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Tag: anti-spammers

June 2016: The Month in Email

We’re officially halfway through 2016, and looking forward to a slightly less hectic month around here. I hope you’re enjoying your summer (or winter, for those of you in the Southern Hemisphere).     Our first June blog post marked the fifteen year anniversary of the very first anti-spam conference, SpamCon. As I noted, many […]

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Typo traps

People make all sorts of claims about typo traps. One claim that showed up recently was that Spamhaus has just started using typo traps. I asked my Facebook network when people started using typos to detect incoming spam. Two different colleagues mentioned using typos, both on the left hand side and the right hand side, […]

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Don’t unsubscribe from spam!!

Having been around the email and anti-spam industry for a while, I’ve just about seen and heard it all. In fact, sometimes I’ve been around for the beginning of the myth. One myth that seems to never actually go away is “unsubscribing just confirms you’re a real address and your address will get sold and […]

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Are you sure? Part 2

There was a bit of discussion about yesterday’s blog post over on my G+ circles. One person was telling me that “did you forget you opted-in?” was a perfectly valid question. He also commented he’s had the same address for 20 years and that he does, sometimes forget he opted in to mail years ago. […]

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Blocklists, delisting and extortion

As I’m sure many of you have heard by now there is a new blocklist called ‘nszones.’ This blocklist is apparently stealing data from a number of other publicly accessible blocklists, combining the data and then charging folks for delisting. This is a scam attempting to extort money from people. The blocklist has no way […]

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Define “spam”

A comment came through recently from Trent asking me to define spam. It’s been a while since I’ve talked about how I define spam, so let’s look at it. Personally, I describe spam as unsolicited bulk email. If I didn’t ask for it and it looks like bulk mail then I consider it spam. In […]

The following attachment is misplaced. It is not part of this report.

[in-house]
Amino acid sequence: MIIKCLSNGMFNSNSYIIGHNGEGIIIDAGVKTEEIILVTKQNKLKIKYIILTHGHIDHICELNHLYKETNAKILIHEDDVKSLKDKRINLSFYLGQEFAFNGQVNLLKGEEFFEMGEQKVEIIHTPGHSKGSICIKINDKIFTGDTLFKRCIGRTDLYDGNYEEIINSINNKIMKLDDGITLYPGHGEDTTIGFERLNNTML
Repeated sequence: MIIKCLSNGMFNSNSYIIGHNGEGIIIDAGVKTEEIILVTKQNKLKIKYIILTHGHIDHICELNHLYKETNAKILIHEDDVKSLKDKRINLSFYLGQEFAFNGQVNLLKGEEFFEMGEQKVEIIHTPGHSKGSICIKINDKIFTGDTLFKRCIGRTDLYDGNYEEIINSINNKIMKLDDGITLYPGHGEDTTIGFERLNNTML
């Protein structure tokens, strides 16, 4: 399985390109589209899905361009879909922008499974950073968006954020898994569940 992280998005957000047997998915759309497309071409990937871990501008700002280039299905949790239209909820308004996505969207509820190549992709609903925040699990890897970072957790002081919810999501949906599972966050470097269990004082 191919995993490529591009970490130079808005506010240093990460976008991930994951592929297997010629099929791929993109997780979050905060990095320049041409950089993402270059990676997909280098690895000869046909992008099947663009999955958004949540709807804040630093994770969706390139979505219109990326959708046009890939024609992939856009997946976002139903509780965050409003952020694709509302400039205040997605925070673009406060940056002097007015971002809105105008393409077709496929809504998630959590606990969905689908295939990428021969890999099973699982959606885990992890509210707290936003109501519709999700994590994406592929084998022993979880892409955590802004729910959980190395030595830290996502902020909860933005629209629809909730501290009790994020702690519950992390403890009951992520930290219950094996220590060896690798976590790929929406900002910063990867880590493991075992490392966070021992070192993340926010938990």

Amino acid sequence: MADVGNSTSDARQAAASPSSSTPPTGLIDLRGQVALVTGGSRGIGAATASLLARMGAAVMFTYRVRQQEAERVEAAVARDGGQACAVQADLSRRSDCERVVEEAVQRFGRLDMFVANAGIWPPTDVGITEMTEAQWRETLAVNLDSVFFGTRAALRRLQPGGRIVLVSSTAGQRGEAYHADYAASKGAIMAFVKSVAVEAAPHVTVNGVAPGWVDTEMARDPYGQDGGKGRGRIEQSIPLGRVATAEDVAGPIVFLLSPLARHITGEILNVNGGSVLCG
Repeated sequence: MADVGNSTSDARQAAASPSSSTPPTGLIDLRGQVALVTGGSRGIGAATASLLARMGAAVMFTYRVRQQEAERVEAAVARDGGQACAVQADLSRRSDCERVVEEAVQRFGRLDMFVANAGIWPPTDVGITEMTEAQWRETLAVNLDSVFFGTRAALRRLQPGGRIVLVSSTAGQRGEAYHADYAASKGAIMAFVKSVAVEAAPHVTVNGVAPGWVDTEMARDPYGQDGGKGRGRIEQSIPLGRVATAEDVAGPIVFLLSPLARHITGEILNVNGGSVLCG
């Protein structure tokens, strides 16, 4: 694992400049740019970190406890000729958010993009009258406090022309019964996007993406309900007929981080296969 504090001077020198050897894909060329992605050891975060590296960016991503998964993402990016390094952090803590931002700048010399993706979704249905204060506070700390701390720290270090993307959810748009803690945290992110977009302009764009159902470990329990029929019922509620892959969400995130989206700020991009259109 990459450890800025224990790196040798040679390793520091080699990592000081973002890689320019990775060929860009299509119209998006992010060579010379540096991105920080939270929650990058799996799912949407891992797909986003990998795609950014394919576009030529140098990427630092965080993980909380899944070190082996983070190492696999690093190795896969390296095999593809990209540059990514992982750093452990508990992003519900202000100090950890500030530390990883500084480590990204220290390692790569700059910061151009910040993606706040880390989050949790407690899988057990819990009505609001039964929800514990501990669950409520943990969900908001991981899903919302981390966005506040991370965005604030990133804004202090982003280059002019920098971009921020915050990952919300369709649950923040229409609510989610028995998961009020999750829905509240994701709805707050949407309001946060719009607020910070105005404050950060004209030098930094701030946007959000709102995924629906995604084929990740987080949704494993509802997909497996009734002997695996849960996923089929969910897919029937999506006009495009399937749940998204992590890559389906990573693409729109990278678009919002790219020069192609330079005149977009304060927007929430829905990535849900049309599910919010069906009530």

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More Gordon v. Virtumundo news

Eric Goldman reviews the appeals court decision in Gordon vs. Virtumundo. This case is exceedingly interesting and important because it destroys the arguments of anti-spam plaintiffs trying to manufacture technical violations of CAN-SPAM for their profit. Not only does the opinion send an unmistakable message to the lower courts to toss these plaintiffs out on […]

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9th circuit ruling in Gordon v. Virtumundo

The 9th circuit court of appeals issued their ruling in Gordon v. Virtumundo today. The ruling was heavily in favor of Virtumundo. I have not had time to read the ruling, but both Venkat and Mickey have posts on the case and the ruling. This is another solid blow against anti-spammers suing spammers under state […]

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Double opt-in, it’s not what you think it is

Bill McCloskey has a post over on ClickZ about single opt-in vs. double opt-in. The post itself is generating a lot of buzz in the industry and has pages and pages of comments. I’m not going to really comment on the post, as I think much of what I would say has been covered in […]

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Language

Over on Deliverability.com Krzysztof posts about discussions going on over on the URIBL list about using “confirmed opt-in” to describe a subscription process versus using “double opt-in” to describe the same subscription process. I do not even need to read the list to know what is being said. This is a disagreement that has been […]

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  • Blogging

    It's been a wild week here in the US. I have to admit, the current political climate is affecting my ability to blog about email. I've always said email is not life or death. And how can I focus on the minutia of deliverability when things are in such turmoil and uncertainty? There are many things I want to write about, including some resources for those of us who are struggling with the current administration and changes in the US. What we can do. What we must do.  It just takes work and focus I don't have right now.    1 Comment


  • Email trends for 2017

    Freshmail has published a list of email marketing trends for 2017 from some of their favorite experts. I am honored to be included. Go check it out!No Comments


  • AOL FBL change

    Reminder for folks, AOL is changing their FBL from address starting on Jan 17th. AOLlogoForBlogThe (in)famous scomp@aol.net is going away to be replaced by fbl-no-reply @ postmaster.aol.com. These messages will be signed with the d= mx.postmaster.aol.com. Time to update your scripts!No Comments


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